Cops warned

Main Stories, National

The National, Thursday July 11th, 2013


PRIME Minister Peter O’Neill yesterday said he would not condone the actions of rogue policemen armed with high-powered guns going after politicians and leaders under the pretext of doing police duties.

He said he would instruct Police Commissioner Tom Kulunga to discipline those rogue officers for their unwarranted actions against certain members of parliament.

The prime minister was referring to several armed police officers who went to arrest the Western administrator Dr Modowa Gumoi and the officers involved in the issue of arrest warrant on Chuave MP Wera Mori.

Gumoi was arrested over allegations of drawing funds from the Western people’s community mine continuation agreement fund while a warrant of arrest was issued for Mori for alleged misappropriation of funds from the Highlands Highway rehabilitation funds on a project he undertook before he entered Parliament.

The issues were raised by Western Governor Ati Wabiro and Mori during question time in Parliament yesterday that a group of armed policemen were colluding with people with vested interests and malicious intent to arrest leaders.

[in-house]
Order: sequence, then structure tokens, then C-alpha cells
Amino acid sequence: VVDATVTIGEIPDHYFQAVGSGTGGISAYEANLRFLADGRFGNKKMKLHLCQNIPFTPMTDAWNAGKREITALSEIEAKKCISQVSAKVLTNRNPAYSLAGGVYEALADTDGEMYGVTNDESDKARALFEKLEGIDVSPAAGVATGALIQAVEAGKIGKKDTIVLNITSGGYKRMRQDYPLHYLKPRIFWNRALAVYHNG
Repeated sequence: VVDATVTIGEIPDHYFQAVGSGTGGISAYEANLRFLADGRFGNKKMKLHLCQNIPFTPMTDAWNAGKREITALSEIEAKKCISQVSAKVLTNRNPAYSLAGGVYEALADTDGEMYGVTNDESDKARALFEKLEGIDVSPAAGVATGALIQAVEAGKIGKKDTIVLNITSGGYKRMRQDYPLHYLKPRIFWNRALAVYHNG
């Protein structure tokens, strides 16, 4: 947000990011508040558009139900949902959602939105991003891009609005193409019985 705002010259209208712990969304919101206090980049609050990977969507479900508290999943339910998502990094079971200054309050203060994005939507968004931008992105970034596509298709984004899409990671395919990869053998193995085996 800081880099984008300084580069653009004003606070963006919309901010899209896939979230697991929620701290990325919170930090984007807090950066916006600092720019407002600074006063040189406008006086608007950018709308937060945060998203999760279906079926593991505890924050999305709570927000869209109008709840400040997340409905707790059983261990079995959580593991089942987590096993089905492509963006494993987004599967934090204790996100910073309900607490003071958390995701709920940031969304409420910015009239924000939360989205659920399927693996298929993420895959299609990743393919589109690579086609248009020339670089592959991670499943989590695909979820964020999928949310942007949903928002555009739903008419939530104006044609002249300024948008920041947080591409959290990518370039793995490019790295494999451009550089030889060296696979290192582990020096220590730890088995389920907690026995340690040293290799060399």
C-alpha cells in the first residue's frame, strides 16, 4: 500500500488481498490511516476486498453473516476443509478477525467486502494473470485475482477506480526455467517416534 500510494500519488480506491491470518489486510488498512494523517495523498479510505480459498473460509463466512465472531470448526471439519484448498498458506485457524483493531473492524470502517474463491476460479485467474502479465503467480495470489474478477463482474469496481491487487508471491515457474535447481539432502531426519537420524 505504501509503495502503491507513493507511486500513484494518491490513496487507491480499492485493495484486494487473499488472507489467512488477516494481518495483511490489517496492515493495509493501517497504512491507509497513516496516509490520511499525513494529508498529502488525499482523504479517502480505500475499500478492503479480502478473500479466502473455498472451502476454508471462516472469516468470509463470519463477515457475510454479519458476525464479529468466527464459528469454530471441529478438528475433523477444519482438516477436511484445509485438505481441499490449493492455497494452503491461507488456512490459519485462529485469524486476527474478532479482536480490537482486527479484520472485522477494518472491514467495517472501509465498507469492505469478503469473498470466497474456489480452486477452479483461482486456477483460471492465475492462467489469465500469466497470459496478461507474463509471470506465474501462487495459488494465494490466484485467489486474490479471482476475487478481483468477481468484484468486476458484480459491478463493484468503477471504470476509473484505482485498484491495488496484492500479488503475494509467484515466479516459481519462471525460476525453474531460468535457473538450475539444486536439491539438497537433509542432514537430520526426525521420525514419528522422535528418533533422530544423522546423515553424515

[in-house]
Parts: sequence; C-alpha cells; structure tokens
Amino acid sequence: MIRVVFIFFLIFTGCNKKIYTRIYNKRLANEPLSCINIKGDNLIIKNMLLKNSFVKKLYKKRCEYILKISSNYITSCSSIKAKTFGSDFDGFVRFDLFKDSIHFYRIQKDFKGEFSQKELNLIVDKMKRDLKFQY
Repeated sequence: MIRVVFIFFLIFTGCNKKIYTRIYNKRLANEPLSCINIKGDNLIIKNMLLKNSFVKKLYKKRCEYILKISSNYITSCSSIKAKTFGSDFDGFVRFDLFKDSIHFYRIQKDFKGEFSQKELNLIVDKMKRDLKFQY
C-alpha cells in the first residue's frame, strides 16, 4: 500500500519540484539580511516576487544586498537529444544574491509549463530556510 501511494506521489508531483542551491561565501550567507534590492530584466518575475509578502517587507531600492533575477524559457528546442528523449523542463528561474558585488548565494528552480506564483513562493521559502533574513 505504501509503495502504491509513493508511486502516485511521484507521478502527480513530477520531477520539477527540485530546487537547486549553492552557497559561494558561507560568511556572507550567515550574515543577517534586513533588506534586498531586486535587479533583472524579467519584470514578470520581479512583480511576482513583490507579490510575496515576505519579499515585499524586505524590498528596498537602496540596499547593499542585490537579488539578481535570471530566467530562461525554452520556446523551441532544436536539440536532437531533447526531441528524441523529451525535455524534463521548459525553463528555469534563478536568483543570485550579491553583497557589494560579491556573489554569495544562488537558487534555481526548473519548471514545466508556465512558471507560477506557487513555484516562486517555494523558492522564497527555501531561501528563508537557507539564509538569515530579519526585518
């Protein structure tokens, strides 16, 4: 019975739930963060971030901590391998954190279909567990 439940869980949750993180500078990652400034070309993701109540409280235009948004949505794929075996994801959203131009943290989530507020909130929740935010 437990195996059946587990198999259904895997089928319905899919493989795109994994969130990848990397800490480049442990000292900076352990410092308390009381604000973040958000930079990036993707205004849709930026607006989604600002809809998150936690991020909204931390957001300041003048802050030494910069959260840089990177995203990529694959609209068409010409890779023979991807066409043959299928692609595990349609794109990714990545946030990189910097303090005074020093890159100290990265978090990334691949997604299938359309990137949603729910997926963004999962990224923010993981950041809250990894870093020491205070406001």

Mori also claimed that he was the subject of a draconian police investigation, funded by a political interest group. 

He said one of the policeman involved was said to be a director of a few companies set up using development funds by a former MP.

O’Neill said policemen should not be managing development funds.

He said there was no need for police officers armed with high-powered arms terrorising and hunting leaders.

“I do not condone these kinds of actions against leaders,” O’Neill said.

“I will not tolerate these kinds of actions by rogue policemen. There is no need for policemen to be armed to arrest leaders. 

“Our leaders do not tolerate these kinds of actions.

“I will instruct the commissioner to discipline and suspend those rogue police officers and allow investigations to be carried out as their actions to the leaders are not acceptable.” 

O’Neill said there were many good policemen and women doing a good job but it was the actions of few that needed to be brought into line.

The prime minister also said earlier that there was a general decline in police morale and there was a need to rebuild the force that should regain the trust and confidence of the people.

He said police actions had instilled fear in citizens.